If talking were a sport, Omar Nour concedes he might score perfect 10s. If golden tongues translated to gold medals, the chatty Cairene would always stand at the top of the podium, a place he soon hopes to visit based on the basis of deeds.
When it comes to glib, the extroverted Egyptian is the utter opposite of the Great Sphinx – which has stood mute sentry for centuries. Two years ago at the Abu Dhabi International Triathlon, Nour conducted an interview while on his bike and leading the race.
"I talk a ton, so you need to like stop me and say, 'Omar, you talk too much'," Nour warned with a laugh as a conversation unfolded. "I love this part of my job. There is nothing I like more than having a microphone in my face, or a camera in my face. I think most athletes view it as a chore."
It's a curiously bent part of the triathlon equation – the participants bathe daily in sunscreen, yet the sport needs all the exposure it can get. Wired and wily, Nour, 34, embraces the spotlight and seeks the sunshine.
If triathlon is going to find a foothold in the crowded marketplace of professional sports, it needs charismatic characters like Nour to peddle it, if you will. He speaks four languages and can appeal to a broad expanse of fans - as well as a demographic not often represented in elite triathlon competitions.
"I am tall, dark and Arab," he said, "with crazy hair."
He also is more than a little media savvy, Nour has his own logo, website, Facebook page, Twitter account and sports-management company. He has been an ombudsman for the sport, posing for photos with the Olympic champion Alistair Brownlee on the sands of the Corniche and filling up reporters' notebooks since arriving in the UAE last month. "I get a high out of it," he said.
He has an entertaining tale to relate, too, borne of over-indulgence and personal frustration, with a smattering of Washington politics for added spice. The pedigree of most triathletes is a familiar one – former cyclists or distance runners who are seeking a different challenge. Nour's unusual resume is as wild as his hair and takes hours to convey, even though he talks faster than he cycles.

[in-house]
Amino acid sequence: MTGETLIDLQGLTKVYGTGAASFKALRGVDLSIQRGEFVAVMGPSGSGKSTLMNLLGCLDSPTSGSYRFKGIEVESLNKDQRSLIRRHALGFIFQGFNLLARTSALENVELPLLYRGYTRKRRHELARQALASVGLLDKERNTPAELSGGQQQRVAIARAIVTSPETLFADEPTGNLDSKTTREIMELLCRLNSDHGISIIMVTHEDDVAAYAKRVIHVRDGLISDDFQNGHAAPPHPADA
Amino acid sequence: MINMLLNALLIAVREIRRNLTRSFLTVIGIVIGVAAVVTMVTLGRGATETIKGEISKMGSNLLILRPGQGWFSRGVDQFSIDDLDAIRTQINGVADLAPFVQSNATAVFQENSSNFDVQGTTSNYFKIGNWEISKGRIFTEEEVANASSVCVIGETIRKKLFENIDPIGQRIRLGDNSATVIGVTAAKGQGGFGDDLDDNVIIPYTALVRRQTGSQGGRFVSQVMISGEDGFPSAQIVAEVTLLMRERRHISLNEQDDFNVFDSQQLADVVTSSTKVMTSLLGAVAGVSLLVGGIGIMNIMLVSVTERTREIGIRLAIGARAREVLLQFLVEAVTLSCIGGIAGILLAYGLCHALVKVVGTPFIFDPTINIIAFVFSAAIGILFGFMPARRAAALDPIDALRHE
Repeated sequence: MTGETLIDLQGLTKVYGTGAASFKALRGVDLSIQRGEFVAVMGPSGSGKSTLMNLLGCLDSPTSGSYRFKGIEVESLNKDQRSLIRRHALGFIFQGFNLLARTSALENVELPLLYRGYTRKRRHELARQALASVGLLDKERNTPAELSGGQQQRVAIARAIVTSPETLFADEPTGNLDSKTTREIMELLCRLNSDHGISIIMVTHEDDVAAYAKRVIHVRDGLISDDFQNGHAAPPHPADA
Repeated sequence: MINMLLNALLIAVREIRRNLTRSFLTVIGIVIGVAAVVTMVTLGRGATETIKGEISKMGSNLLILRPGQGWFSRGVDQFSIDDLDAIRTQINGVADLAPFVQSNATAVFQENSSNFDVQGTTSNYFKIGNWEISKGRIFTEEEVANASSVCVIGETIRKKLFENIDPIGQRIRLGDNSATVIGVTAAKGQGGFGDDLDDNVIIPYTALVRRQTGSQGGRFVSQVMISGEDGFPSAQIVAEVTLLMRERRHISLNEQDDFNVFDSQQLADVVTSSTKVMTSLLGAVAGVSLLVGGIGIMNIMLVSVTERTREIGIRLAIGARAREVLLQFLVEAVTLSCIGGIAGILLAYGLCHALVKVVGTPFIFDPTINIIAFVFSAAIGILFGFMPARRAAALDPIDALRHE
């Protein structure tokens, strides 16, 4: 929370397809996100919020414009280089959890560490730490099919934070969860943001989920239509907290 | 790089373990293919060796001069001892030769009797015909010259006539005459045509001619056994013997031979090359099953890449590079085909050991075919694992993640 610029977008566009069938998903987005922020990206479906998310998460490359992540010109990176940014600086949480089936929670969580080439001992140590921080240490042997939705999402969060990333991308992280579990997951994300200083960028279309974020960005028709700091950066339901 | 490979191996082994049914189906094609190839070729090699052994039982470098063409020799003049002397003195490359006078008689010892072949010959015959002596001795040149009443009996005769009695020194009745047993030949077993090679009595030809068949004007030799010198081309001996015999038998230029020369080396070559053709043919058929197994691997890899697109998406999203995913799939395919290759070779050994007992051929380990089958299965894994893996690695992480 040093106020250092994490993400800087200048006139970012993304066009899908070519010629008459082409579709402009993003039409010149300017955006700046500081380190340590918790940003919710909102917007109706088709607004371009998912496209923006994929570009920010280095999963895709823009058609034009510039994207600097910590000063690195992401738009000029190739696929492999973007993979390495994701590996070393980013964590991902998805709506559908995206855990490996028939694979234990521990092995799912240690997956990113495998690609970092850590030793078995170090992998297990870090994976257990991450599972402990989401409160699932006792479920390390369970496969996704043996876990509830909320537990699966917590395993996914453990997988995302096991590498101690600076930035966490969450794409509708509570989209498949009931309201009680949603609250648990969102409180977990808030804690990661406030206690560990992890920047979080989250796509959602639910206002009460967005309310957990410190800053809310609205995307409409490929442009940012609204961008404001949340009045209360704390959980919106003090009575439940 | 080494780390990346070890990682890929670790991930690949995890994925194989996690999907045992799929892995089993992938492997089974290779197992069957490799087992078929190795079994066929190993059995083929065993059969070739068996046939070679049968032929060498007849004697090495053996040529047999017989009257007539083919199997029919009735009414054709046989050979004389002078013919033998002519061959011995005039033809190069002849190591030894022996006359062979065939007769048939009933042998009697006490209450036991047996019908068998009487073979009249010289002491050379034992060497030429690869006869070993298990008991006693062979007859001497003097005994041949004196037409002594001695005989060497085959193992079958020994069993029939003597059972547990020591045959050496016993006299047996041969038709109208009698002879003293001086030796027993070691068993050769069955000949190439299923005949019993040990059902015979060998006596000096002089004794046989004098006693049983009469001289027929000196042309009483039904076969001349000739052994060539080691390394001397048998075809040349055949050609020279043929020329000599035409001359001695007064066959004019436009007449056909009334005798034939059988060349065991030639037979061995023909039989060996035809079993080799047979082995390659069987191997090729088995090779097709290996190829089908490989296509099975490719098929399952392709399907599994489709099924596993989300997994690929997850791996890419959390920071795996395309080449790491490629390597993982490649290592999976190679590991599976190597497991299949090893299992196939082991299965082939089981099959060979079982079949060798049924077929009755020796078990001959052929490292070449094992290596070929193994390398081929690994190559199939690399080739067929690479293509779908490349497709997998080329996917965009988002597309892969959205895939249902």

It is not a media contrivance, either. Triathletes are famously self-propelled, but from the very start, it is as if Omar's mouth has had a motor. "Always, always, always," his younger brother, Diaa, said.
Nour's family relocated to the United States while he was young, settling in Washington. A gifted student with an ear for languages, he enrolled at the prestigious Johns Hopkins University, in nearby Baltimore, whereupon his guidance counsellor tried to help him identify a career path.
He was weighing majors in biology, French and Middle Eastern studies. The counsellor strongly suggested that he narrow his focus, which led to Nour's first documented triathlon success. Four years later, Nour returned to the counsellor's office with degrees in all three disciplines and tossed his diploma on the counsellor's desk. It was a characteristically theatrical moment, except for one part. "Four years of trying to prove a guy wrong and he didn't remember me," Nour said.
His professional path was equally eclectic. He and Diaa founded a series of start-up companies, with little success. In a risky move seven years ago, they used the equity from their home to launch a communications firm and call centre, which has been prosperous enough to allow Omar to travel the word on two feet and two wheels. As big brother competes in triathlons, Diaa runs in the rat race back home, piloting the business.
"We were either going to make it," Omar said, "or we were going to be jobless and homeless."
Now he lives out of a suitcase because he loves it, though six years ago, nobody would have guessed that Nour, currently as thin as a bicycle spoke at 1.91 metres and 77.1 kilograms, was destined for any athletic pursuit. Stressed out from his personal financial situation and eating the wrong foods, he had seen his weight balloon to 104.4kg.
A telling moment came when he twice ruptured the seam of his pants, once while climbing into his Ford Mustang. "My underwear was in the wind," he said.
Seamless might describe his immersion into triathlon, too. A friend had signed up for a major triathlon in Washington and Nour's interest was piqued. Nour's pal all but laughed at him, Diaa said.
"Be serious: look at you," the friend said.
He had a point, and not just from the perspective of fitness. Nour had not been on a bike since he was 13, but stubbornly began training. Rather than buy a set of wheels, he visited a series of shops and asked if he could take high-end bikes on test runs. He would return, hours later and soaked in sweat, complaining that the bike was not quite right for him.